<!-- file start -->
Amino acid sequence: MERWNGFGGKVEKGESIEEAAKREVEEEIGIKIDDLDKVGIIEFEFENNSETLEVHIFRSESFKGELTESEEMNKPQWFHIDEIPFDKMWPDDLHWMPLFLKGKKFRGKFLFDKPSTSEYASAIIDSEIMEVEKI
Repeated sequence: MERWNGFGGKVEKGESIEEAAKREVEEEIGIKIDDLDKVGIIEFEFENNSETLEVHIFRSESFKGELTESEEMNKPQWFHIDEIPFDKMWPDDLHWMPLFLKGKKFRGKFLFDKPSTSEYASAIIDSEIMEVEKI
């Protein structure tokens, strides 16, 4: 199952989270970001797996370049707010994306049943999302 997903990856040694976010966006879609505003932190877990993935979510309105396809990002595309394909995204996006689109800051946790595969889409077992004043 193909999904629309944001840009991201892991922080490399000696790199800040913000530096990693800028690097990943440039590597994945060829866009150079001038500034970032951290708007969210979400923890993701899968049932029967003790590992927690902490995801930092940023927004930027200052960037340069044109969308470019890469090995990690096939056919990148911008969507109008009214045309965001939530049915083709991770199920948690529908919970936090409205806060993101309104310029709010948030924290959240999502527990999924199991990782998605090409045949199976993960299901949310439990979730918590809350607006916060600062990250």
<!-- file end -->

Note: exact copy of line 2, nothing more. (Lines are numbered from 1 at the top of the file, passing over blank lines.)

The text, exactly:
Repeated sequence: MERWNGFGGKVEKGESIEEAAKREVEEEIGIKIDDLDKVGIIEFEFENNSETLEVHIFRSESFKGELTESEEMNKPQWFHIDEIPFDKMWPDDLHWMPLFLKGKKFRGKFLFDKPSTSEYASAIIDSEIMEVEKI